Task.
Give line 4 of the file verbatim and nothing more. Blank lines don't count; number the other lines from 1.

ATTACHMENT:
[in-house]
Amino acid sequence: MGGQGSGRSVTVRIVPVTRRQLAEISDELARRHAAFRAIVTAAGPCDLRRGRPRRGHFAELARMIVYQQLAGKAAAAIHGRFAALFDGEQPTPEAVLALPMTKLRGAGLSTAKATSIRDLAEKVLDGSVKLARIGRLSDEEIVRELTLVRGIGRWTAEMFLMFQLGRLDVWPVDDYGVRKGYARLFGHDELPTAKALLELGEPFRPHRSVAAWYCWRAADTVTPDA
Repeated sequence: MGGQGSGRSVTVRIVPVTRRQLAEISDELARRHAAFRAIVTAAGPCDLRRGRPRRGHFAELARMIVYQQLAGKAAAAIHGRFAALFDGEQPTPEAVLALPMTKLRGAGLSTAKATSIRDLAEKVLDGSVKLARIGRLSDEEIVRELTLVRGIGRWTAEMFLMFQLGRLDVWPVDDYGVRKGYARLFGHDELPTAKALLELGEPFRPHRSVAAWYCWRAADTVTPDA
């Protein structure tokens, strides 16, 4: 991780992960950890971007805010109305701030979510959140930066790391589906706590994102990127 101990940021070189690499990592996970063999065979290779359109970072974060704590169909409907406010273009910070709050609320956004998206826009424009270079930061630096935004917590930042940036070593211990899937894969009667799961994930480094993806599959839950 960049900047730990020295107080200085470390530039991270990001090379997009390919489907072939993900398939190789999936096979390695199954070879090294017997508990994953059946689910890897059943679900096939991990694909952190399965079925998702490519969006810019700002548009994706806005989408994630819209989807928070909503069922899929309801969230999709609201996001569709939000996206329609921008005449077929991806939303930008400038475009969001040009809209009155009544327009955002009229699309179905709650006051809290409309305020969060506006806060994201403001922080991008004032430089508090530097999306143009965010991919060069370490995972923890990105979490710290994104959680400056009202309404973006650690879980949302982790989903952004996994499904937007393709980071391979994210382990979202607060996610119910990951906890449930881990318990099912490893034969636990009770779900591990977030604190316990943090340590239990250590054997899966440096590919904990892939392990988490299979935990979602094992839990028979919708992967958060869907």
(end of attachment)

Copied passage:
């Protein structure tokens, strides 16, 4: 991780992960950890971007805010109305701030979510959140930066790391589906706590994102990127 101990940021070189690499990592996970063999065979290779359109970072974060704590169909409907406010273009910070709050609320956004998206826009424009270079930061630096935004917590930042940036070593211990899937894969009667799961994930480094993806599959839950 960049900047730990020295107080200085470390530039991270990001090379997009390919489907072939993900398939190789999936096979390695199954070879090294017997508990994953059946689910890897059943679900096939991990694909952190399965079925998702490519969006810019700002548009994706806005989408994630819209989807928070909503069922899929309801969230999709609201996001569709939000996206329609921008005449077929991806939303930008400038475009969001040009809209009155009544327009955002009229699309179905709650006051809290409309305020969060506006806060994201403001922080991008004032430089508090530097999306143009965010991919060069370490995972923890990105979490710290994104959680400056009202309404973006650690879980949302982790989903952004996994499904937007393709980071391979994210382990979202607060996610119910990951906890449930881990318990099912490893034969636990009770779900591990977030604190316990943090340590239990250590054997899966440096590919904990892939392990988490299979935990979602094992839990028979919708992967958060869907």